O’Shea Jackson Jr was lavished with acclaim for hip hop biopic “Straight Outta Compton” — but the sweet taste of his first big success was soured by claims of nepotism.
Detractors suggested the untested actor had landed the role of his own father Ice Cube in F. Gary Gray’s chronicle of the rise and fall of legendary hip-hop group N.W.A. only by virtue of the family connection.
Jackson confounded his critics with a stunning debut, and has been proving them wrong ever since, first as a darling of the festivals circuit with indie comedy “Aubrey Goes West,” and now as an action star.
“I love that people doubt me because it just pisses me off and makes me get my ass up to go and put the work in,” the 26-year-old told AFP in a recent interview to promote his latest project, heist movie “Den of Thieves.”
“That’s the Kobe Bryant in me. I love it, bring it on.”
Jackson was born in 1991 — the year his dad was getting his big acting break in John Singleton’s acclaimed social drama “Boyz N The Hood” — and grew up in LA’s distinctly leafy, unhoodlike San Fernando Valley.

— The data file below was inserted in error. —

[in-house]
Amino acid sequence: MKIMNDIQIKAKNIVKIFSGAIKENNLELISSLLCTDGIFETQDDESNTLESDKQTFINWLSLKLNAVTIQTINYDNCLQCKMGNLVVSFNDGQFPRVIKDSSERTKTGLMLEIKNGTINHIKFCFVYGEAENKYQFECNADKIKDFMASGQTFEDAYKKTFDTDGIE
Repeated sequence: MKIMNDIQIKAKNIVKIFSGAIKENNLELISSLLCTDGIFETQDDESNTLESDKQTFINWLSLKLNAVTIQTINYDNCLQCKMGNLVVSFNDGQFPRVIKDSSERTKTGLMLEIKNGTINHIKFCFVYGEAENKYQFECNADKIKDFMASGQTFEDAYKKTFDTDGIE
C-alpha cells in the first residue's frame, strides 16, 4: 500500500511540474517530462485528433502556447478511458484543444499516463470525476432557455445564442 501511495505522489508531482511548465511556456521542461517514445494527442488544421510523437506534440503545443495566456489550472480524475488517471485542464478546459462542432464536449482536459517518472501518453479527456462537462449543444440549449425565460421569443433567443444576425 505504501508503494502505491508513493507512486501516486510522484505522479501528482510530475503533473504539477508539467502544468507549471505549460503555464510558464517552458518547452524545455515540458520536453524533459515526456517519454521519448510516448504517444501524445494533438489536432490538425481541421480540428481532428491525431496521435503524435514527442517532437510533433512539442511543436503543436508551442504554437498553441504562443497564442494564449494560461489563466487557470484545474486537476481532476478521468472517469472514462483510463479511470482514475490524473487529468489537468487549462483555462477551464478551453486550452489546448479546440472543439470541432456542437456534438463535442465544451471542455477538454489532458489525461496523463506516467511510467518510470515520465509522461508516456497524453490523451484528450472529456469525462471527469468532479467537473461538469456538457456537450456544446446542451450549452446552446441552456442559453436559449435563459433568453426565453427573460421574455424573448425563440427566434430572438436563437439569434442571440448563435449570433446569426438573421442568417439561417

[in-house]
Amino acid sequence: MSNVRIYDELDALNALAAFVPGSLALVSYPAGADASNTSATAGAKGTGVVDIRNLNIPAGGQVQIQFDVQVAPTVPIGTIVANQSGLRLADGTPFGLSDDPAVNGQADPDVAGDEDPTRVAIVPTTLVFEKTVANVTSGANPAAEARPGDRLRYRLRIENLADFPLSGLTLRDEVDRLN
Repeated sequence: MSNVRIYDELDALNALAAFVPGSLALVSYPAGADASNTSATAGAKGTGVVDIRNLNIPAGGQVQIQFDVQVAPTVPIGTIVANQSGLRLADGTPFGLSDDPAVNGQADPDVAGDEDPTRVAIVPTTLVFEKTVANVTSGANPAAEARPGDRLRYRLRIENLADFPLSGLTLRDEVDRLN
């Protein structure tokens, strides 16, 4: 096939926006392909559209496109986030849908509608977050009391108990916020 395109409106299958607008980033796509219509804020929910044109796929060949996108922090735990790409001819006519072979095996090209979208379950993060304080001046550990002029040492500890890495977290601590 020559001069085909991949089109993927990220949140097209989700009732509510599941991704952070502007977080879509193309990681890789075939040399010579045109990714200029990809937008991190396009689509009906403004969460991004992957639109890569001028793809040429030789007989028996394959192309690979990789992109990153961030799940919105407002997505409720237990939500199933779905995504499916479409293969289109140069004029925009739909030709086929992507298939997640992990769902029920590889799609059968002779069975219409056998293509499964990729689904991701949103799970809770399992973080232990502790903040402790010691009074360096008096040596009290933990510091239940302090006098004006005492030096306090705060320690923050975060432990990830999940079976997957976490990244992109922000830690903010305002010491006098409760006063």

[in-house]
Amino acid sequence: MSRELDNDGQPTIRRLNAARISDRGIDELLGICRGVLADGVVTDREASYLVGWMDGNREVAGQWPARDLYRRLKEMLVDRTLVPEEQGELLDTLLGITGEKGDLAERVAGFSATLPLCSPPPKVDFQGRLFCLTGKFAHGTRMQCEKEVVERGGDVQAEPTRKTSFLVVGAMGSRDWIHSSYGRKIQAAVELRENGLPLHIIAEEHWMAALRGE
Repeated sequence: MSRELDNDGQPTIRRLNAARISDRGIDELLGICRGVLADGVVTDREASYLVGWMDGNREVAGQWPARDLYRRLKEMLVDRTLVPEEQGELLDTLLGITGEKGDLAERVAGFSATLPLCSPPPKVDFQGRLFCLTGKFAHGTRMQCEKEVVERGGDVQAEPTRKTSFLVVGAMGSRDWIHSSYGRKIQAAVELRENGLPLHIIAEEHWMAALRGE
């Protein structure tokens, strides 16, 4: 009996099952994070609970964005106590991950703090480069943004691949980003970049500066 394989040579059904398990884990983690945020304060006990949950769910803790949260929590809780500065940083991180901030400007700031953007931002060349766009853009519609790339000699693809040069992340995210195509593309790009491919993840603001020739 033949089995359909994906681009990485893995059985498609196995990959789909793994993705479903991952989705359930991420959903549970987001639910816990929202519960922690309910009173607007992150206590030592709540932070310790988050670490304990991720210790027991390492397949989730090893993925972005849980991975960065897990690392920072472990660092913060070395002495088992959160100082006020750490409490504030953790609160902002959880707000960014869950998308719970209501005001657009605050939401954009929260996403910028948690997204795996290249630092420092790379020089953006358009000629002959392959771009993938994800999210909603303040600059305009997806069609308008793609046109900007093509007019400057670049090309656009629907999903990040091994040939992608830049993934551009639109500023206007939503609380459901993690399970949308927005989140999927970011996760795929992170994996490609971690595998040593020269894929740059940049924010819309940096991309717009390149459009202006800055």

Encouraged by Ice Cube, he began rapping in his late teens, and before long father and son were performing together. But his first love was film, and Jackson enrolled on a screenwriting degree at the University of Southern California.
He’d shown no serious commitment to acting when Cube suggested Jackson play him in “Straight Outta Compton,” bringing in acting coaches to get his son up to speed for a somewhat daunting debut acting role.
Giving the lie to the nepotism charge, Jackson was pitted against hundreds of other actors in an intense, two-year selection process that involved numerous acting classes, auditions, callbacks and chemistry tests.
A big priority was placed on sessions recording N.W.A. hits, which Jackson sailed through, and, finally, a screen test for executives at Universal.